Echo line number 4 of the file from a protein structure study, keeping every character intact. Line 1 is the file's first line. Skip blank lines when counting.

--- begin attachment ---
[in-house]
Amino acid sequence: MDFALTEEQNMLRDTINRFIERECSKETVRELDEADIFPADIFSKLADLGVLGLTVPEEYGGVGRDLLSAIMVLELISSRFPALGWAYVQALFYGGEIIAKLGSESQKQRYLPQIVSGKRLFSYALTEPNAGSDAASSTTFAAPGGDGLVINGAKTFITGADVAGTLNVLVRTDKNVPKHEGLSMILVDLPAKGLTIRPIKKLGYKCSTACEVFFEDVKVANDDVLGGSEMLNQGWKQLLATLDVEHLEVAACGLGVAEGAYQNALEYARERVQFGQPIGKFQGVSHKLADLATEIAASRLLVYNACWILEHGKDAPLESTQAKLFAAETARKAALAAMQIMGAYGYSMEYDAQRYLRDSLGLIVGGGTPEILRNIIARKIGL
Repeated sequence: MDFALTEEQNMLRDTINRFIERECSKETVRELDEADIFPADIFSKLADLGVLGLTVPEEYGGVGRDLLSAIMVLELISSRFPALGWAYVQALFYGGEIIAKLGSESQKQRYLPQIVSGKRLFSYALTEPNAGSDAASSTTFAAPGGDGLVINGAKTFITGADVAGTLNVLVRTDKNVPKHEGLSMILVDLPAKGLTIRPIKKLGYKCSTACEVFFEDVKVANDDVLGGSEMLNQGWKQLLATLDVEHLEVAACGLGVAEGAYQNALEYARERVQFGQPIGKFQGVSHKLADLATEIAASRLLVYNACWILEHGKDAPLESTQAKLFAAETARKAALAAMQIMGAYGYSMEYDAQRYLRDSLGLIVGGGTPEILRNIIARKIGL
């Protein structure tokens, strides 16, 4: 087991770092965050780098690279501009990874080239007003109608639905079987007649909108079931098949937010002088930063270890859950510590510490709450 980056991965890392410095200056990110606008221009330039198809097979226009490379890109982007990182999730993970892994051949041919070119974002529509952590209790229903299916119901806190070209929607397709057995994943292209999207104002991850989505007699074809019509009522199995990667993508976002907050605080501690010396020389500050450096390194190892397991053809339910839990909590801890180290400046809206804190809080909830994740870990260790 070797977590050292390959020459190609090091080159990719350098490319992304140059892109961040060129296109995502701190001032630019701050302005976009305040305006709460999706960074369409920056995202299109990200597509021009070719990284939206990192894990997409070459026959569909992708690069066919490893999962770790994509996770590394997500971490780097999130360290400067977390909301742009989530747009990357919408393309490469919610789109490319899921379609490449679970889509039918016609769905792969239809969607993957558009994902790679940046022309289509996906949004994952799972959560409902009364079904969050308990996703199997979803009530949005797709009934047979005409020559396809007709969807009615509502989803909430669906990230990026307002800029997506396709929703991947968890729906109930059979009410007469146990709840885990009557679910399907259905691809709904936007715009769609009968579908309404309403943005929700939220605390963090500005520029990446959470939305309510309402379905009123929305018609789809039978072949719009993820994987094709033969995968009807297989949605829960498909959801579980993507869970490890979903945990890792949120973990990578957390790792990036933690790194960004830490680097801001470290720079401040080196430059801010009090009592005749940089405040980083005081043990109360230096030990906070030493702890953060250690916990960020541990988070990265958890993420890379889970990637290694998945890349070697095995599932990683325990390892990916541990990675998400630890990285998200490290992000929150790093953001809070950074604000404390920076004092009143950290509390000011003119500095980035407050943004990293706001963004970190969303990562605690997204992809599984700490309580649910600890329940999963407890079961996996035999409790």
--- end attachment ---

């Protein structure tokens, strides 16, 4: 087991770092965050780098690279501009990874080239007003109608639905079987007649909108079931098949937010002088930063270890859950510590510490709450 980056991965890392410095200056990110606008221009330039198809097979226009490379890109982007990182999730993970892994051949041919070119974002529509952590209790229903299916119901806190070209929607397709057995994943292209999207104002991850989505007699074809019509009522199995990667993508976002907050605080501690010396020389500050450096390194190892397991053809339910839990909590801890180290400046809206804190809080909830994740870990260790 070797977590050292390959020459190609090091080159990719350098490319992304140059892109961040060129296109995502701190001032630019701050302005976009305040305006709460999706960074369409920056995202299109990200597509021009070719990284939206990192894990997409070459026959569909992708690069066919490893999962770790994509996770590394997500971490780097999130360290400067977390909301742009989530747009990357919408393309490469919610789109490319899921379609490449679970889509039918016609769905792969239809969607993957558009994902790679940046022309289509996906949004994952799972959560409902009364079904969050308990996703199997979803009530949005797709009934047979005409020559396809007709969807009615509502989803909430669906990230990026307002800029997506396709929703991947968890729906109930059979009410007469146990709840885990009557679910399907259905691809709904936007715009769609009968579908309404309403943005929700939220605390963090500005520029990446959470939305309510309402379905009123929305018609789809039978072949719009993820994987094709033969995968009807297989949605829960498909959801579980993507869970490890979903945990890792949120973990990578957390790792990036933690790194960004830490680097801001470290720079401040080196430059801010009090009592005749940089405040980083005081043990109360230096030990906070030493702890953060250690916990960020541990988070990265958890993420890379889970990637290694998945890349070697095995599932990683325990390892990916541990990675998400630890990285998200490290992000929150790093953001809070950074604000404390920076004092009143950290509390000011003119500095980035407050943004990293706001963004970190969303990562605690997204992809599984700490309580649910600890329940999963407890079961996996035999409790």